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|Wicked After Midnight(Blud #3) by Delilah S. Dawson|
After my second sip, he nodded slowly, his dark eyes smoldering like storm clouds at night. “That’s better, chérie. Lean back. And hold still.”
Taking his half-empty glass with him, he found his place behind the easel. After a brief pause, his brush began to move furiously, faster than seemed possible. The oily tang of paint filled the air. Moments later, the sun lit on my hair, warming me all over with the feel of crayons melting on a radiator. I took another sip and relaxed, my eyes caught on the glittering motes of dust dancing in the sunbeam. They looked like fairies, and if I squeezed my eyes shut and watched through my eyelashes, I could almost see their wings.
“Your head, chérie.” He waved at the air, and I realized my cheek had fallen over completely.
I righted myself and felt the room spin sweetly, but something he’d said had caught my attention.
“Cherie,” I murmured.
Cherie sounded the same as chérie. I giggled. That wasn’t the way to go about it.
“You paint lots of girls, don’t you, monsieur?”
He peeked around the easel, brush moving furiously. “You know I do. Have you been to the Louvre yet?”
“No. But I’ve seen reproductions. When I was in Sangland.”
“I’m sure one of your paramours will take you there soon. A reproduction misses the life, the subtlety, of the original.”
“Have you ever painted a Bludman before?”
“Of course. A private client. Ahnastasia Feodor, the Tsarina herself. She’s in Paris often so her mate can perform, you know. Such ostentation.” He sighed and sipped his bloodwine. Or absinthe. Bloodsinthe? I giggled again.
“So most of your victims are daimons?”
He raised an eyebrow at me. “Of course. As this is the pleasure district of Mortmartre, most of my subjects are daimons. There’s occasionally a human girl in the mix, but honestly, who could expect a mere human to keep up with the performance a daimon can provide? When you feed on joy or lust, you’re always going to have more to give to your work.” His eyes twinkled for just a moment. “To be quite honest, it’s been so long since I’ve painted a girl with flesh-colored flesh that I know I’ll have to mix and remix the colors, trying to capture all the subtleties. Blue and red are so much more straightforward.”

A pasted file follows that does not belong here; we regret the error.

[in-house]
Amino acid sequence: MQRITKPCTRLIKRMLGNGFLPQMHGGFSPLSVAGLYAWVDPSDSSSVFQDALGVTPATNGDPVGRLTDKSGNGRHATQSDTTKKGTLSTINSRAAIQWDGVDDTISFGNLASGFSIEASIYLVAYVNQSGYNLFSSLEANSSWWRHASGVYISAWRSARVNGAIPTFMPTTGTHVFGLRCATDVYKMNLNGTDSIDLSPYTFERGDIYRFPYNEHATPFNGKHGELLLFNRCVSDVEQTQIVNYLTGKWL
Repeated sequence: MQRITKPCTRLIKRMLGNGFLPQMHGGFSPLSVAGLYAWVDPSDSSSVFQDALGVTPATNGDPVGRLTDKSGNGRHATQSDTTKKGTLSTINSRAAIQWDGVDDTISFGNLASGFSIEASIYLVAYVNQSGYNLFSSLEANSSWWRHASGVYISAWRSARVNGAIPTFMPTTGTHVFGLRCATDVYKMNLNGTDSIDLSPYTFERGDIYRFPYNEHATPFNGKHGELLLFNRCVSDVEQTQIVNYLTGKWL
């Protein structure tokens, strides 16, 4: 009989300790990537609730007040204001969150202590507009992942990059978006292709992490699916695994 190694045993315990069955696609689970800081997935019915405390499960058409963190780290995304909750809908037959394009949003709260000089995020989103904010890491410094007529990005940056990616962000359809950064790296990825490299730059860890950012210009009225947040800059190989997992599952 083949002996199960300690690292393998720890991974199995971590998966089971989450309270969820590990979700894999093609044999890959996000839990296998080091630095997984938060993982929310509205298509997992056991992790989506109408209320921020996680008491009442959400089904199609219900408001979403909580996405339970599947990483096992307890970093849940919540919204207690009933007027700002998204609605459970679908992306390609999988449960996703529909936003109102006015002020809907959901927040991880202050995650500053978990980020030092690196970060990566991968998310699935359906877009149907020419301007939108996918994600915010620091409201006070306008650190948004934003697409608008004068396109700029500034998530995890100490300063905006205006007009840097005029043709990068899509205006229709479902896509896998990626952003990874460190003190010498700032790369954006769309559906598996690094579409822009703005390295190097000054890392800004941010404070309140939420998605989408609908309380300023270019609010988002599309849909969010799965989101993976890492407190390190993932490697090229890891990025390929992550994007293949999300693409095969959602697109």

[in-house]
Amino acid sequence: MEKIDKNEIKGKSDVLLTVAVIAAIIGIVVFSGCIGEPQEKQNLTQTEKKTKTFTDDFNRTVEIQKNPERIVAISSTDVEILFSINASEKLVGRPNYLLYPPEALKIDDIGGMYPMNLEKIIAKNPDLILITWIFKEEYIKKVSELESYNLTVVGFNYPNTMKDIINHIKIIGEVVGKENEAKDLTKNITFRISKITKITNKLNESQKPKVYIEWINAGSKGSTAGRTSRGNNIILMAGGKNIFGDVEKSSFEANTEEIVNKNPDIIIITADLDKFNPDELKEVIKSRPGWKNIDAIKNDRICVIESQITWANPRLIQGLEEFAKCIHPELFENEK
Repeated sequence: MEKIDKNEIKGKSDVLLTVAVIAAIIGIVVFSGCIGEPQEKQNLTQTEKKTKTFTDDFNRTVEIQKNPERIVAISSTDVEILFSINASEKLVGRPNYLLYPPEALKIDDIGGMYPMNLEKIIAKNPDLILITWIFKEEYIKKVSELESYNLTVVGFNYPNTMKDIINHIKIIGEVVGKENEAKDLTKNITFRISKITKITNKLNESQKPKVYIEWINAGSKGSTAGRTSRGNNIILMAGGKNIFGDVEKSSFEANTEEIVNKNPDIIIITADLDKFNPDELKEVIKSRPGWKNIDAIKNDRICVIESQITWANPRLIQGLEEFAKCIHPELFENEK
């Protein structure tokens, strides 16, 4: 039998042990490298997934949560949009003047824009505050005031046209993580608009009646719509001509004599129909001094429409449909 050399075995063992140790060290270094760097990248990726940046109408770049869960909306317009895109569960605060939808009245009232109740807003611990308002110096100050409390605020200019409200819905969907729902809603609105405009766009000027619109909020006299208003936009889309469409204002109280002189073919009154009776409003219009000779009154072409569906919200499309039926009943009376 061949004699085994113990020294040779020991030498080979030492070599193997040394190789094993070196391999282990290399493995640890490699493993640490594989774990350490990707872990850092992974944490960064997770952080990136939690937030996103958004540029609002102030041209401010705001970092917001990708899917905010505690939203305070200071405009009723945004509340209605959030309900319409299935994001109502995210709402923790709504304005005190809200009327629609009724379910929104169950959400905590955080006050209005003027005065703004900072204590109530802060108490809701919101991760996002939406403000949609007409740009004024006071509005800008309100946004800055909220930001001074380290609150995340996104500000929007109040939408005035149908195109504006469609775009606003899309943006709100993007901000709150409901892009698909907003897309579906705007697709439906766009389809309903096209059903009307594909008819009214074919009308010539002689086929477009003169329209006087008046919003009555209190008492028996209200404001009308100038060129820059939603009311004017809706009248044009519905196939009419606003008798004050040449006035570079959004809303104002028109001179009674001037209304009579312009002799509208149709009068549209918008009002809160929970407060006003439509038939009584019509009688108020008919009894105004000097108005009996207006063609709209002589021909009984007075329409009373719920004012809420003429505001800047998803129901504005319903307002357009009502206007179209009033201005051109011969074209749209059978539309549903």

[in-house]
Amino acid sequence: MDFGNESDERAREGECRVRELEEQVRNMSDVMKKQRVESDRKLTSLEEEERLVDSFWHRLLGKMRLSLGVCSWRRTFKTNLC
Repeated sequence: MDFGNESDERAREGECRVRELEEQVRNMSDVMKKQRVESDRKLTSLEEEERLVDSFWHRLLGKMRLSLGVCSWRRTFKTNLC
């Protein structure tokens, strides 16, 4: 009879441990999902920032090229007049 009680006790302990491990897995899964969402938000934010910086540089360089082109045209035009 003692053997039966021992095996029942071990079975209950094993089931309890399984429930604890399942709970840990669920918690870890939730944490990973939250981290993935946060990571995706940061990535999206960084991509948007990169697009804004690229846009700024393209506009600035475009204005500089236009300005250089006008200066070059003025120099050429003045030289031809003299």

Glancing down at his empty wineglass, he seemed surprised to see that he’d drunk it all. When I looked down at my own glass, barely a few deep-red drops remained, and it hung from my talons just a few bare inches from the plush carpet. I had completely forgotten I was holding it. Talking to Lenoir was hypnotic, like having tunnel vision. When I was around him, he was all there was, a vacuum.
I looked up. The afternoon sun had moved all the way across me and now painted me with dark shades of red, like a rash.
“Monsieur, it’s late! Past time to go. I must perform soon.”
He looked confused for the briefest moment, before placing his brush reverently on his table. “Is it? Time does have that tendency to fly.” I rushed to the door, and he stopped me with a hand on my arm. “Your dress, chérie,” he said gently, his voice low and husky. I realized for the first time that he’d taken off his gloves to paint me, and his hands were dark like mine, their nails white and sharp. I’d never been touched by the bare hands of a male Bludman, if you didn’t count Criminy, and I shivered all over like a spooked horse.